As scientists, we seek to comprehend the nature of things in a way that is truthful and factual, and this requires extraordinary discipline. We defer our judgment on matters for which there is insufficient evidence. We attempt to aggressively develop models to account for all that we observe, and we attempt to aggressively observe so as to leave no stone unturned. We adopt models that are most effective at predicting new observations, and give up on less useful models.
It may be fair to say that scientists are attracted to this way of adopting and discarding ideas because we feel that there is strength in it. This approach may be the very basis of intelligence. However, with more frequency that I'd like, I run into people who try very hard to convince me of ideas that the wealth of evidence, collected in honest inquiry, must judge as false. They have their reasons, but reason is not one of them.
How can we interact with those who don't share the value of evidence-based thought?
There is an approach that may not be obvious. I'll call it 'the considered opinion'.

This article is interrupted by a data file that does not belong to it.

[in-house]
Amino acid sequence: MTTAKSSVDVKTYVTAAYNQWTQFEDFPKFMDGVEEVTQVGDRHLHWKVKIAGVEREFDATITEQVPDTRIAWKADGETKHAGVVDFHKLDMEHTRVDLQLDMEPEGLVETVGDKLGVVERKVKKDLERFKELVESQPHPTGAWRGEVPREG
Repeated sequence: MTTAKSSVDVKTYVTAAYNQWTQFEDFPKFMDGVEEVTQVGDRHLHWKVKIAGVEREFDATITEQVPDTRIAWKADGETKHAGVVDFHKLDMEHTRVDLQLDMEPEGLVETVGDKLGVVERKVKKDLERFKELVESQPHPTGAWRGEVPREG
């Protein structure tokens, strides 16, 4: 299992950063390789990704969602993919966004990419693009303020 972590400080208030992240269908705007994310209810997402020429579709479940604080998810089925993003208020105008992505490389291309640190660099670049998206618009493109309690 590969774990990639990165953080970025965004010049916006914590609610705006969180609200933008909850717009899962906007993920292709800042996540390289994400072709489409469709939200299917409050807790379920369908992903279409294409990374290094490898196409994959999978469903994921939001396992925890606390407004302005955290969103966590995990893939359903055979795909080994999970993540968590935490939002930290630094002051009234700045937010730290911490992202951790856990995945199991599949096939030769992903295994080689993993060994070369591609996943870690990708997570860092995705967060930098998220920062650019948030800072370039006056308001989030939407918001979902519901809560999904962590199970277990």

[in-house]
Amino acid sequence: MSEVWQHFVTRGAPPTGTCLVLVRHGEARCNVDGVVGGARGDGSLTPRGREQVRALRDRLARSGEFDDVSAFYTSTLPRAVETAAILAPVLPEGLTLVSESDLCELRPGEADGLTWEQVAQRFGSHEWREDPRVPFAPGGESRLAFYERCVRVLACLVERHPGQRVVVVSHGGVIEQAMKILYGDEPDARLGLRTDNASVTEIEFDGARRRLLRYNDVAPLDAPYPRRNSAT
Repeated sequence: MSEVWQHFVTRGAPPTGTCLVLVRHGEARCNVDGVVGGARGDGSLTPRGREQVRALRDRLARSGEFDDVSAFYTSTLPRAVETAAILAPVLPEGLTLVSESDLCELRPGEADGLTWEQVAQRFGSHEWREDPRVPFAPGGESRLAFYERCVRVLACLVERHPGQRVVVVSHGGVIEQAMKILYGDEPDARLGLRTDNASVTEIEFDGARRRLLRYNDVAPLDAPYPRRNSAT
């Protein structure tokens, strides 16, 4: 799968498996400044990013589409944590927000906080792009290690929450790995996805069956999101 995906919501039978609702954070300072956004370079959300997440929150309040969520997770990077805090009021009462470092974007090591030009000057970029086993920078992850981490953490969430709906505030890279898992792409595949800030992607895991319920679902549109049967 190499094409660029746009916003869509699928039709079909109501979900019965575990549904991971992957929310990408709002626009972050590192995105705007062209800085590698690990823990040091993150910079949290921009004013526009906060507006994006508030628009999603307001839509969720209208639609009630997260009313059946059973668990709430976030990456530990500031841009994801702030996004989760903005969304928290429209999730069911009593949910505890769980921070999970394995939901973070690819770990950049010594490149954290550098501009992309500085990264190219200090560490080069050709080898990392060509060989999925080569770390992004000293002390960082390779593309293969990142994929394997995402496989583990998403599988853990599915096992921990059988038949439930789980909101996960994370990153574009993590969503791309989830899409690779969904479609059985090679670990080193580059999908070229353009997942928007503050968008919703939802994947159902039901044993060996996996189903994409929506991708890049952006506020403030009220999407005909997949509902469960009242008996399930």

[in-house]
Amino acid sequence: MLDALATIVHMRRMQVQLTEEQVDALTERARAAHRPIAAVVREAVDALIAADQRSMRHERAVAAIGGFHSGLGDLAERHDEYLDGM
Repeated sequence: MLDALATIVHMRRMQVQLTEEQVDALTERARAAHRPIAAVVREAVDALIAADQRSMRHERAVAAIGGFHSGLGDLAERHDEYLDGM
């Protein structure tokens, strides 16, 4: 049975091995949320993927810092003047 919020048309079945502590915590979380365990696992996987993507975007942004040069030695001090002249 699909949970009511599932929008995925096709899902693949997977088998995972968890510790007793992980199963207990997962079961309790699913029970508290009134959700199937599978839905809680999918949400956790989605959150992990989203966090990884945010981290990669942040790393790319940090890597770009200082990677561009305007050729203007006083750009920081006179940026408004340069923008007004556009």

All 'facts' are structured through human thought processes, and as such are potentially flawed. I can simply admit this from the start, and say, \This is just my opinion, but...\" and explain what I think, and the reasoning behind it. Some opinions, of course, are better than others, and it's okay to say so. That is also an opinion. By softening communications in this way, and not representing my own thoughts as facts from the start, it may be easier to recruit honest consideration from others.
Importantly, scientific truth is not a matter of consensus... everyone can agree and be wrong. Not worrying that someone disagrees may empower your own investigations, and perhaps paradoxically, make you more persuasive.
The author's affiliation with The MITRE Corporation is provided for identification purposes only, and is not intended to convey or imply MITRE's concurrence with, or support for, the positions, opinions or viewpoints expressed by the author.